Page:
Seven Principles of Values-Based Leadership

April 9, 2021

Victor Garcia is pictured.

Victor Garcia is president & CEO at Food Bank of Northwest Indiana, which provides food assistance to the over 660,000 residents in Lake and Porter counties in Indiana. He was the featured guest during a Lunch and Lead virtual session, hosted by the Leadership Institute at Purdue Northwest. Victor told personal stories of his leadership journey and shared seven principles he believes are key to values-based leadership:

Respect

Be respectful of other people and more importantly, be respectful of their time. One of the ways that I implement this is by acknowledging and affirming dignity for others at all levels of the organization. Leaders can sometimes look at a title or a pay range and may treat individuals differently than they would others in the organization. It is important to respect everyone and treat them the way you want to be treated. It’s easy to say that, but it can be a little more difficult to spend time with those individuals doing the hourly work or we wouldn’t classify as being in high level positions. All of those employees are just as critical to your operations as everybody in the C-suite is.

Here at the Food Bank, we get audited by the USDA, Feeding America, and others. Part of that audit is our cleanliness. The effort that our custodial team puts together is just as critical to our success as our development team, or our program team, or our leadership team. When you look at some of those positions, make sure you are respecting and talking to everyone and getting down to who they are.

Inspire Vision

To inspire vision in your organization, you need to instill passion in your team. If you’re not passionate about your work, your team is going to see that and feel it. You have to instill that passion with every interaction that you have with the team you are leading and with your external partners.

One way to do that is to really explain the ‘why’ behind the task that is being delegated or why we’re going in the direction that we’re going. It is really easy to get focused on the who, what, when and where, but if your team doesn’t understand why we’re going in the direction we’re going, there is going to be a bigger challenge for that buy-in.

People really want to know what their particular role is in the work that you’re doing and how that contributes to the larger picture of the organization. What is it the team is trying to accomplish? To really inspire that vision and model the way for your team is not just talking the talk, but walking the walk. These are old clichés that we’ve all heard, but it is really easy to forget to do those things.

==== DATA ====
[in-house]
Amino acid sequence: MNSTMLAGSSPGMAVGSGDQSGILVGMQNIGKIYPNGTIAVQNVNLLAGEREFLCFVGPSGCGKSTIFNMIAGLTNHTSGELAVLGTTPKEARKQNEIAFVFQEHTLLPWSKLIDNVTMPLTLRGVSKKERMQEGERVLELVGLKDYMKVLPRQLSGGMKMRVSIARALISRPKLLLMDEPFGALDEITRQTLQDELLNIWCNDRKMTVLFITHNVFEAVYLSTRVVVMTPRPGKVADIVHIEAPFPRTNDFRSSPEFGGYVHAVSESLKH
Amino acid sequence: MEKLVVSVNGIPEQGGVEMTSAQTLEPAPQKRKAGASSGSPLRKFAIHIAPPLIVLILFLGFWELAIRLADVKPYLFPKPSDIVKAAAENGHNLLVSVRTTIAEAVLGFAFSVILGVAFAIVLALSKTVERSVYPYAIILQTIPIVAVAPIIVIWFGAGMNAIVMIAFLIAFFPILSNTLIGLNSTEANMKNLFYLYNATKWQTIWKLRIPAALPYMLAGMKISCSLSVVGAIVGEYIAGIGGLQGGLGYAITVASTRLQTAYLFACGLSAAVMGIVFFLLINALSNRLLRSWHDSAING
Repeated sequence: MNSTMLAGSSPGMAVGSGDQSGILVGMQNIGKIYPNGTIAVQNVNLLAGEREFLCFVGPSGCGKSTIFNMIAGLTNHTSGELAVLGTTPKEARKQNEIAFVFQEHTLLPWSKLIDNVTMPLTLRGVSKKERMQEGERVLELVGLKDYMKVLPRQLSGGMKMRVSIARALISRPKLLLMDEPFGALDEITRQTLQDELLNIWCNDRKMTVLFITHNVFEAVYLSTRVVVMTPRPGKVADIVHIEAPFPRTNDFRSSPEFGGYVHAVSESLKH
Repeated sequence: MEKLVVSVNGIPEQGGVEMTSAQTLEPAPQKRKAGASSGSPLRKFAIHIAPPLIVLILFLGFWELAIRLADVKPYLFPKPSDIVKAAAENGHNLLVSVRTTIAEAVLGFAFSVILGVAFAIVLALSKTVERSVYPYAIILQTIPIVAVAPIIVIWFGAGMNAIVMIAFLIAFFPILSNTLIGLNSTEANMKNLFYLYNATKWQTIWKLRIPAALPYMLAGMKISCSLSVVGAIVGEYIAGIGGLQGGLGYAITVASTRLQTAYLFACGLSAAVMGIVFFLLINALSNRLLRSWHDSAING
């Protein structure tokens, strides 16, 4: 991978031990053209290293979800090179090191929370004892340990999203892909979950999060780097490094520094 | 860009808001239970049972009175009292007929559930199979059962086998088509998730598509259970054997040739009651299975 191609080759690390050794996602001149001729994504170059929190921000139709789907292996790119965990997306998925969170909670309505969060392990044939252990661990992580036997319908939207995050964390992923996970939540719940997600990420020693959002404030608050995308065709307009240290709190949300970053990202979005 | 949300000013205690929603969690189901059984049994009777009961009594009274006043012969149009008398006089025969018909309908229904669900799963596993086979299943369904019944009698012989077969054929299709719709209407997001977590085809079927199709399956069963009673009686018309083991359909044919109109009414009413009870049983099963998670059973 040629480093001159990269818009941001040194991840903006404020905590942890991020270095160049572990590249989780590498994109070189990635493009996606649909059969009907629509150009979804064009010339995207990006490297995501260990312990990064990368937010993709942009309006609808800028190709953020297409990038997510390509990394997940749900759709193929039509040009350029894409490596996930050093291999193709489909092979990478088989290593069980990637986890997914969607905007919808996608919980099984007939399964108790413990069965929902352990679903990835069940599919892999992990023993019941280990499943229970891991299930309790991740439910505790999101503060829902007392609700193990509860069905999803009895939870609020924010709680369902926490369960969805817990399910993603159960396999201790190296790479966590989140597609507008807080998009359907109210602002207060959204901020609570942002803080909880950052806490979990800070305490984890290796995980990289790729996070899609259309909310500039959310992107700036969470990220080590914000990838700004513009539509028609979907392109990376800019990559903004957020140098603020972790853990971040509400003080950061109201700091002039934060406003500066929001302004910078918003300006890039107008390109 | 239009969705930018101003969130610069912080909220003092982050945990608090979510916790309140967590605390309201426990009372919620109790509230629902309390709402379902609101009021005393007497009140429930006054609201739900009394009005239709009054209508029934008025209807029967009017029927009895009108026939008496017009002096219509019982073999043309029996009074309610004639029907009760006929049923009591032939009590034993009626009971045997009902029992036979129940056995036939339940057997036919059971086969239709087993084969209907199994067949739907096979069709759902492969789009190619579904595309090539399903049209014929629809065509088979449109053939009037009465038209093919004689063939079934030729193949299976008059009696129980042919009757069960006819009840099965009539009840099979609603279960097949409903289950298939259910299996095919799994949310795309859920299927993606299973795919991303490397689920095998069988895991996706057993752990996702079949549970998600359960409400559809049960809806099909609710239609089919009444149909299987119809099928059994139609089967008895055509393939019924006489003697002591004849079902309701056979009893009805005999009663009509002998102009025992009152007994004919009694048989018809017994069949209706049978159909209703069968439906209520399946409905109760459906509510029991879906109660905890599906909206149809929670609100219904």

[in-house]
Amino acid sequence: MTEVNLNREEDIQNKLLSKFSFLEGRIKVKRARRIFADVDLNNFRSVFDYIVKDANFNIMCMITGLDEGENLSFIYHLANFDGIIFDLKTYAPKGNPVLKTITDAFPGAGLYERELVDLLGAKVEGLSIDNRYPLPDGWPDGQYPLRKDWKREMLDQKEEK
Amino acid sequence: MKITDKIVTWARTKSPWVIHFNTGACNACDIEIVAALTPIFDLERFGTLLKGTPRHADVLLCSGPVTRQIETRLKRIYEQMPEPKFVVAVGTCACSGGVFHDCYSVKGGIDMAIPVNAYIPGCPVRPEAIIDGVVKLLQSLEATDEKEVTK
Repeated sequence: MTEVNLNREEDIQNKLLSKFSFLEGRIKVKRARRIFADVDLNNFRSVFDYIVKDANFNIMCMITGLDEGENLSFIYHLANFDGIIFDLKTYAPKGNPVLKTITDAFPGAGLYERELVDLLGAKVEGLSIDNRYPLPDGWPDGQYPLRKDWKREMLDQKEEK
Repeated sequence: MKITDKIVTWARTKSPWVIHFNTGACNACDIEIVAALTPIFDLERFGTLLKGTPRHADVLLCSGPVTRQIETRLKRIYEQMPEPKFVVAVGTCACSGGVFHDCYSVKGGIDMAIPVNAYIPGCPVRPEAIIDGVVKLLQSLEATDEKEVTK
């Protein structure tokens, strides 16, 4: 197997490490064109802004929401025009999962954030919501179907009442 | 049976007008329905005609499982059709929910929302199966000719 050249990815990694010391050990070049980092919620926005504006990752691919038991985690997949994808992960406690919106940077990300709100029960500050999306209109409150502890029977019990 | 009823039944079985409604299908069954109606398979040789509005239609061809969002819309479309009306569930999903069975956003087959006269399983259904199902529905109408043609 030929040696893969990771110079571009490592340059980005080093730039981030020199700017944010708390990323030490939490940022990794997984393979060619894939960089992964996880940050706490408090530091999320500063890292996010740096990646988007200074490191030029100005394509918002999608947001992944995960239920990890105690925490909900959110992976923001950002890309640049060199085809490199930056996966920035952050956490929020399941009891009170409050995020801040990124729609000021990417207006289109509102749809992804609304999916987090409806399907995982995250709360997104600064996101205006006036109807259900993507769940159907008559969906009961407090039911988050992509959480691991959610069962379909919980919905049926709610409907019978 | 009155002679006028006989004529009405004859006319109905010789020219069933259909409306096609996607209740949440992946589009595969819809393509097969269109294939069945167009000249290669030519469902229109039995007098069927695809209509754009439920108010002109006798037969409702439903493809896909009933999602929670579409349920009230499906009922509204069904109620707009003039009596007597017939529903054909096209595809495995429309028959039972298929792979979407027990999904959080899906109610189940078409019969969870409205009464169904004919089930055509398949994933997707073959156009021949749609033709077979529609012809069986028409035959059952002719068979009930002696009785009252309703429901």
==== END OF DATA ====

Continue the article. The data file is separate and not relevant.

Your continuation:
One thing I make that I focus on is being sure not to ask somebody to do something that I’m not willing to do myself. That doesn’t mean that it has to be my job, but is it a task I’m willing to do as well. Otherwise, I need to look back at “Should we be doing this task? Is this the right thing? Is that the right person to be doing that task?” It gives you an opportunity to really look at it from all levels.

Ethics > Profits

I can’t stress enough that you should choose ethics over profits. Many leaders forget that piece and look at either a bonus structure or they look at the financial health of the organization, or much worse, their own personal financial health. And that puts themselves and their organization in a very challenging position.

You really have to define what that line is in your own personal and your organization’s integrity. There is one thing that you cannot risk in our community and that is your own and your company’s brands. Your personal brand and your company’s brand is where your integrity lies and where you draw a line in the sand.

The world is not black and white. It is gray, but at some point you have to decide, “Where is the line going to be drawn that I’m not willing to go past?” And not just you as an individual, but your organization as well.

I really do believe that your personal brand is what will get you into that next level and is going to build that relationship with your team as well. When you’re saying who you are and you follow through with those things, it really helps in the development of your staff and getting people to buy into your vision.

Empower Others

I personally meet with every single one of my teammates when we bring in a new staff person and with the team reporting to me. Within the first two weeks of new staff joining the food bank, I also schedule a one-on-one with those staff members. The purpose of that one-on-one is not to go over organizational policies and procedures. It is a 30 to 60-minute conversation just to get to know each other.

I truly believe that my role as a leader is to develop other good leaders in my organization and in my community. And I can’t do that if I don’t know what skillsets they need for their toolbox, how I can help them, what their career goals are. If their personal goals aren’t going to be met at the food back, I am absolutely okay with my team moving on to do something else in their career. It is part of my job to help them through that process.

So I meet with everyone to get to know them personally, but more importantly, to learn what it is that they want to do three, five, seven, ten years from now, and how I can help them get there? Hopefully that’s within our organization, but if it’s not, that’s okay too.